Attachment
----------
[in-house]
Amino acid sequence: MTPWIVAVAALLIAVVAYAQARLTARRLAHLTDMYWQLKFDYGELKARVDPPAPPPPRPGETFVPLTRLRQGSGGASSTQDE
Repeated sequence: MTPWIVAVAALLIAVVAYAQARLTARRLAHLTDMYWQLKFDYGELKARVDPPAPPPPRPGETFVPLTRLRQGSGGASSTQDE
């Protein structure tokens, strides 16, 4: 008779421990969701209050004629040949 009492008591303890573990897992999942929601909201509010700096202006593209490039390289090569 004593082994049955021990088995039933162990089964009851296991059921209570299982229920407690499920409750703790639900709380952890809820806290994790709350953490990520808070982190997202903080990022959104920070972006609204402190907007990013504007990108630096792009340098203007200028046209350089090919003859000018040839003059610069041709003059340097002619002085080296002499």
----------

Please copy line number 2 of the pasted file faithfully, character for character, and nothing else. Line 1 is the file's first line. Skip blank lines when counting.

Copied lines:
Amino acid sequence: MTPWIVAVAALLIAVVAYAQARLTARRLAHLTDMYWQLKFDYGELKARVDPPAPPPPRPGETFVPLTRLRQGSGGASSTQDE